When it comes to being healthy, the immediate thoughts that come to mind of most patients are working out, eating healthy, and sleeping well. While wellness activities can ensure a healthy mind and body, most of us often forget to also include healthy dental practices to maintain our oral health.
As a trusted dentist in Charlotte & Concord, Modern Family Dental Care aims to remind patients about the importance of oral health to our overall health. In this post we will share how the inflammation in your mouth caused by dental conditions links to your overall well-being.
The inflammatory response of the body and its connection to oral health
Inflammation is the immune response of the body when it is under attack. Our body sends the white blood cells to the affected area to fight foreign bodies such as bacteria and viruses. As the white blood cells are poured into the infected area, pus is formed to isolate the bacteria and prevent it from spreading to our body.
Inflammation may be involved in several medical and dental conditions but it is not entirely bad for our body. The right kind of inflammation can be beneficial to our healing process. However, long-term or chronic inflammation can be life-threatening, if left untreated. There are two types of inflammation which include:
Acute inflammation is the most commonly known type of inflammation that occurs whenever we have an infected wound or other injuries. It is also the kind of inflammation that we experience when we have a tooth infection and swollen gums.
When the inflammation continues to linger for a long time, it becomes chronic inflammation. The body will send more white blood cells to fight bacteria in the infected area. Our body interprets chronic inflammation as a constant attack on our body and may allow the white blood cells to start attacking the nearby healthy cells.
Patients can develop chronic inflammation in the mouth through gum disease. Gum disease or periodontitis is a chronic inflammatory disease due to the disease-causing bacteria found in plaque or tartar in the gum line.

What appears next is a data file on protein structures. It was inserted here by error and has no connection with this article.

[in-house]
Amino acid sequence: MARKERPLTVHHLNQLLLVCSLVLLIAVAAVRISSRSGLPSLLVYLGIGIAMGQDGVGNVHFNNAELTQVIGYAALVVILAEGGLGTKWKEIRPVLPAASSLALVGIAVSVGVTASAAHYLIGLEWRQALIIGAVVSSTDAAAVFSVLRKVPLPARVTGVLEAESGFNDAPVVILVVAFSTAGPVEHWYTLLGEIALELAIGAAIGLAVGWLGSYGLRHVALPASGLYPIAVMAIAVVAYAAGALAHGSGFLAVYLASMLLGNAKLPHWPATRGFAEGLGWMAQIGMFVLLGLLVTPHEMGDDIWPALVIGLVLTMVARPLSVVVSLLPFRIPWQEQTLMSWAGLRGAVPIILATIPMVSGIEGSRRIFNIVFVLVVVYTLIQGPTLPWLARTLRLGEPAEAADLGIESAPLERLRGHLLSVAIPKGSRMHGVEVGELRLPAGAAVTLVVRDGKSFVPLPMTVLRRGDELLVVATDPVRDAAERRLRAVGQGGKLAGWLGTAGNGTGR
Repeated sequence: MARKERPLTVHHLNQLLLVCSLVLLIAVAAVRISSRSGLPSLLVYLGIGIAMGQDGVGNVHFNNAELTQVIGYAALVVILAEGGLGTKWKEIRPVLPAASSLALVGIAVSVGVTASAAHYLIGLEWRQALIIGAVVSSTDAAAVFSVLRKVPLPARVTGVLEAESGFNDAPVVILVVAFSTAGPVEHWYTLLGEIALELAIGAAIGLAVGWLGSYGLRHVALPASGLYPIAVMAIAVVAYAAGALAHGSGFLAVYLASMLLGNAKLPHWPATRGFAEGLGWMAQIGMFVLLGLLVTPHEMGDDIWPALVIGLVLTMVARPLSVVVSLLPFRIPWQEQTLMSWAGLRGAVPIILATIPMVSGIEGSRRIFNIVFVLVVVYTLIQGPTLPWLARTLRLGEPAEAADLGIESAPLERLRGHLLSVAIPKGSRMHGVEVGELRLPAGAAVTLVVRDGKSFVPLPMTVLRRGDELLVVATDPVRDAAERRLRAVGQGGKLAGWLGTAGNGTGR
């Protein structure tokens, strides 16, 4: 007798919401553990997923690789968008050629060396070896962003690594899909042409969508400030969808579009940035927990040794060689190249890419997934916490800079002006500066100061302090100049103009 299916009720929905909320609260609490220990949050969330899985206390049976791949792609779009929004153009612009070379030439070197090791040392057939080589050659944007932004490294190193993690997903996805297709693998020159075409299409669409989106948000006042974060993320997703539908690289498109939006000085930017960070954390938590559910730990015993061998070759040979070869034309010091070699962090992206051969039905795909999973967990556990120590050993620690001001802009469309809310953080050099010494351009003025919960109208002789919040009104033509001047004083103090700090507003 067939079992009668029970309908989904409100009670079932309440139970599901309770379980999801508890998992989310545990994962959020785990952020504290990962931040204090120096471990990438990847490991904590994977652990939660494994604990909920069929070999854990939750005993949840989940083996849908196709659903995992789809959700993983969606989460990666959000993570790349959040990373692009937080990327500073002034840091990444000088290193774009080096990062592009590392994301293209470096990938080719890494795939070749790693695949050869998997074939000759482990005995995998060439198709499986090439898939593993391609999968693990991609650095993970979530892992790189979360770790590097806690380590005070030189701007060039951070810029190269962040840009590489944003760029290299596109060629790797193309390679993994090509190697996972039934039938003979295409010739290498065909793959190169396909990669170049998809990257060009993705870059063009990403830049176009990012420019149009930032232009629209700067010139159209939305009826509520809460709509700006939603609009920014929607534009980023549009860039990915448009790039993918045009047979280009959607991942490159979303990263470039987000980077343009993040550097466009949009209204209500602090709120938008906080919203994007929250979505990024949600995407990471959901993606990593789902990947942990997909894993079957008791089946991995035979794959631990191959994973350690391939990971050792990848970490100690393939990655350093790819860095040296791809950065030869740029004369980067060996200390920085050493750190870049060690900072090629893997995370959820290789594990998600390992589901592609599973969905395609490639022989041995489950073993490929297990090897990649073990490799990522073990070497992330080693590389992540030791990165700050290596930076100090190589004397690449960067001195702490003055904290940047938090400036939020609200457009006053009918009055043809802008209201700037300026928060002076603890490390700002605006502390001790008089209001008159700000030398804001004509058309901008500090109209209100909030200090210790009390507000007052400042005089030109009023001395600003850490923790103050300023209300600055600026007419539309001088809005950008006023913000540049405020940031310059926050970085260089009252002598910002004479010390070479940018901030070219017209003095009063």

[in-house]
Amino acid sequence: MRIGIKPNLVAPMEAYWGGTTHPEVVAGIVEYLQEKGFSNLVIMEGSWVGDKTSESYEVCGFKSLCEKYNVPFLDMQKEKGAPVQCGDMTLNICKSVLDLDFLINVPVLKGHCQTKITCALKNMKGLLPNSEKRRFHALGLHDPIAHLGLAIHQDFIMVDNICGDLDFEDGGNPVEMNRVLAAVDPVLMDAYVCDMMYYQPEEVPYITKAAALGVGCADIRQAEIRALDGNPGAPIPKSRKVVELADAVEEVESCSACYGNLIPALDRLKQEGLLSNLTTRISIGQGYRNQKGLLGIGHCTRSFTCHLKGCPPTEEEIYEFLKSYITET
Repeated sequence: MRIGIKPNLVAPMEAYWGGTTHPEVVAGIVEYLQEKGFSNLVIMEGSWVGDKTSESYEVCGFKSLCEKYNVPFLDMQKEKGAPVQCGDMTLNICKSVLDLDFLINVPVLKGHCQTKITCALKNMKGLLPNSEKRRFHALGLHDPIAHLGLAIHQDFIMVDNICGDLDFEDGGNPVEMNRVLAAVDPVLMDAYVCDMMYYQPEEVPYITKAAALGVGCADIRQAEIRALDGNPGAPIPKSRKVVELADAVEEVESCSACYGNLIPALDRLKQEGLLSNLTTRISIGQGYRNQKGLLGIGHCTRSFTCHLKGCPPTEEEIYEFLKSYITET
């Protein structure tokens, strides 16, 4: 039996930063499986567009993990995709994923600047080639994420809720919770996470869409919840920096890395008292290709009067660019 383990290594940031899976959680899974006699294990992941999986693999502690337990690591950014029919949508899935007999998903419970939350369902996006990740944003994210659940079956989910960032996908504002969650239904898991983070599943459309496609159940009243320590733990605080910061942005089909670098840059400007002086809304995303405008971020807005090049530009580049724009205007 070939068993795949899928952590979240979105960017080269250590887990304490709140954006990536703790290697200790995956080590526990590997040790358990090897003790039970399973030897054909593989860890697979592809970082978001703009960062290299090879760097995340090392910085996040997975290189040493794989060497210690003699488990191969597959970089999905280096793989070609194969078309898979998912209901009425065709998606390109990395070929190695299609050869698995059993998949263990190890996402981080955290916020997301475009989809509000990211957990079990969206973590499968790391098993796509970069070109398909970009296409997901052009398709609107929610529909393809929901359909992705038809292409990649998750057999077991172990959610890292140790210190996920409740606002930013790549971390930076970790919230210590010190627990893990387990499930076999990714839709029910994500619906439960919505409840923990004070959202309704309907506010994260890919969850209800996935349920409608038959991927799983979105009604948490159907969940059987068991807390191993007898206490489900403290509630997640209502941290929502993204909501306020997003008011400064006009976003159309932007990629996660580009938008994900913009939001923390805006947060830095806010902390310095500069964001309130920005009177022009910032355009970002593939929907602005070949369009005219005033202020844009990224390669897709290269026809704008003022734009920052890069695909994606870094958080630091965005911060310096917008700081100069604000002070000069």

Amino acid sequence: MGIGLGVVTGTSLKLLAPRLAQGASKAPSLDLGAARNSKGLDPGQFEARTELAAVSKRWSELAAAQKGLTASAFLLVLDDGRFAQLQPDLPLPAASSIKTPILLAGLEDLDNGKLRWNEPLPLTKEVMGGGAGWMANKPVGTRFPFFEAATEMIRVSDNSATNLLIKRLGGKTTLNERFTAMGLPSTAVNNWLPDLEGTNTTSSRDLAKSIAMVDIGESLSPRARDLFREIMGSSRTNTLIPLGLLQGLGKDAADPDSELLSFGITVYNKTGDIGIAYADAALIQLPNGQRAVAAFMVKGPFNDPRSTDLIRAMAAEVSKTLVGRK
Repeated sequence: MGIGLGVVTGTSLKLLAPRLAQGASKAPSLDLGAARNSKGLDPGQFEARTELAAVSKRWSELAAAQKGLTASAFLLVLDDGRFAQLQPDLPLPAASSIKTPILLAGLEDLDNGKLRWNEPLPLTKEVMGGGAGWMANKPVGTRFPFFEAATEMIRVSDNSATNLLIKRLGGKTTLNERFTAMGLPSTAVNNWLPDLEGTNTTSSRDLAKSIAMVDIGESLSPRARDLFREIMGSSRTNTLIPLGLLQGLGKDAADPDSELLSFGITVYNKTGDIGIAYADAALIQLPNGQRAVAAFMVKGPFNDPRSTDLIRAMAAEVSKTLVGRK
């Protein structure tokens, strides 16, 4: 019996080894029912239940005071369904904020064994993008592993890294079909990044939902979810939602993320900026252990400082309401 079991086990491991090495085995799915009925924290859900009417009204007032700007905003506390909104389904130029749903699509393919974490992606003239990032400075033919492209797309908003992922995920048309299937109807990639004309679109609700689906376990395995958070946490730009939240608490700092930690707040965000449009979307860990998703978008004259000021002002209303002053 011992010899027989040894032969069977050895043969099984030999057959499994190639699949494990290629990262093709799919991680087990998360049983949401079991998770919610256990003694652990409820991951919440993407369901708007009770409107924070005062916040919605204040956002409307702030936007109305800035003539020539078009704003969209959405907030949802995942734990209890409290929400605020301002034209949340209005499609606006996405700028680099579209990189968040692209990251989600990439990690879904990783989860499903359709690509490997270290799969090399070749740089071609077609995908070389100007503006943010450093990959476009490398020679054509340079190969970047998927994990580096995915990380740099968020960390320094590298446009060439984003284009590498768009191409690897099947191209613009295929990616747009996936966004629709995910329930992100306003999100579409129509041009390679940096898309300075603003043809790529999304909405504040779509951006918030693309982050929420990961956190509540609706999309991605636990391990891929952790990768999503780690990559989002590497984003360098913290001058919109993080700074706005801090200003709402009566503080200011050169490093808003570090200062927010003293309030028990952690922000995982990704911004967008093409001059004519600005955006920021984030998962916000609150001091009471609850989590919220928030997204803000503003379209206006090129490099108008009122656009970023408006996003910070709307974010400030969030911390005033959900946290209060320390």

How inflammation in the mouth affects your body
Either chronic or acute inflammation in the mouth can impair your immune health. Your body will be busy fighting off the infection and the inflammation reduces your body’s resistance to other viruses.
In worse cases, the bacteria may get to your bloodstream and cause inflammation in other parts of your body. If you developed oral diseases like gum disease and experience chronic inflammation, you become more susceptible to other inflammatory diseases, such as:
- Heart disease
- Rheumatoid arthritis
- Alzheimer’s disease
Oral health problems that cause inflammation
Our oral cavity is the entry point of bacteria in attacking our body. Without good oral hygiene, the bacteria can damage our teeth or cause our gums to swell and work their way to the blood vessels to get into the bloodstream. The following dental conditions can cause inflammation and impair the immune system:
- Severe tooth decay
- Tooth root infection
- Periodontal disease
- Complication from previous dental work
- Infection after tooth extraction
Maintain a healthy mouth to boost your overall health
Don’t neglect your oral health in your pursuit of a healthy life because a healthy mouth reflects a healthy body. Your immune health links your overall health and oral health, and any problems with either of them can affect the other. Let Dr. Taj discuss the crucial role of oral care in your overall well-being.
Maintain good oral health by flossing, brushing your teeth with fluoride toothpaste, and visiting your dentist twice a year. Early prevention and detection of dental conditions can save you from the perils of tooth loss and life-threatening conditions like oral cancer.
Schedule an appointment today and be one step ahead of the inflammatory connection between dental conditions and your overall health.